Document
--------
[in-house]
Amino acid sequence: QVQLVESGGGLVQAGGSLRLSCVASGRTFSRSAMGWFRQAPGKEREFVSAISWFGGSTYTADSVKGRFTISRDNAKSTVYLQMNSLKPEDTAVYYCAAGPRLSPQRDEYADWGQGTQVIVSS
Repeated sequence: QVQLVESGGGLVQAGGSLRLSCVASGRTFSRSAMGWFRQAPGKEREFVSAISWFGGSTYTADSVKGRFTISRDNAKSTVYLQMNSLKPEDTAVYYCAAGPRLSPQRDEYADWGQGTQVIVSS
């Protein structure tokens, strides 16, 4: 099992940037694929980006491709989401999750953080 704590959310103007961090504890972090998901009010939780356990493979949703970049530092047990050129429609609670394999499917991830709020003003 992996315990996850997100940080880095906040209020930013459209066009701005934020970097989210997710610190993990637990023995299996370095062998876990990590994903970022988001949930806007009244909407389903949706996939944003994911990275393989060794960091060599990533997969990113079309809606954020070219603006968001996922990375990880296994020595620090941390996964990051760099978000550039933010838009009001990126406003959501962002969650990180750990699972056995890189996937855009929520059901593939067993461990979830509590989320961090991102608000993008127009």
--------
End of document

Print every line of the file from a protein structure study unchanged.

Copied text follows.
[in-house]
Amino acid sequence: QVQLVESGGGLVQAGGSLRLSCVASGRTFSRSAMGWFRQAPGKEREFVSAISWFGGSTYTADSVKGRFTISRDNAKSTVYLQMNSLKPEDTAVYYCAAGPRLSPQRDEYADWGQGTQVIVSS
Repeated sequence: QVQLVESGGGLVQAGGSLRLSCVASGRTFSRSAMGWFRQAPGKEREFVSAISWFGGSTYTADSVKGRFTISRDNAKSTVYLQMNSLKPEDTAVYYCAAGPRLSPQRDEYADWGQGTQVIVSS
């Protein structure tokens, strides 16, 4: 099992940037694929980006491709989401999750953080 704590959310103007961090504890972090998901009010939780356990493979949703970049530092047990050129429609609670394999499917991830709020003003 992996315990996850997100940080880095906040209020930013459209066009701005934020970097989210997710610190993990637990023995299996370095062998876990990590994903970022988001949930806007009244909407389903949706996939944003994911990275393989060794960091060599990533997969990113079309809606954020070219603006968001996922990375990880296994020595620090941390996964990051760099978000550039933010838009009001990126406003959501962002969650990180750990699972056995890189996937855009929520059901593939067993461990979830509590989320961090991102608000993008127009």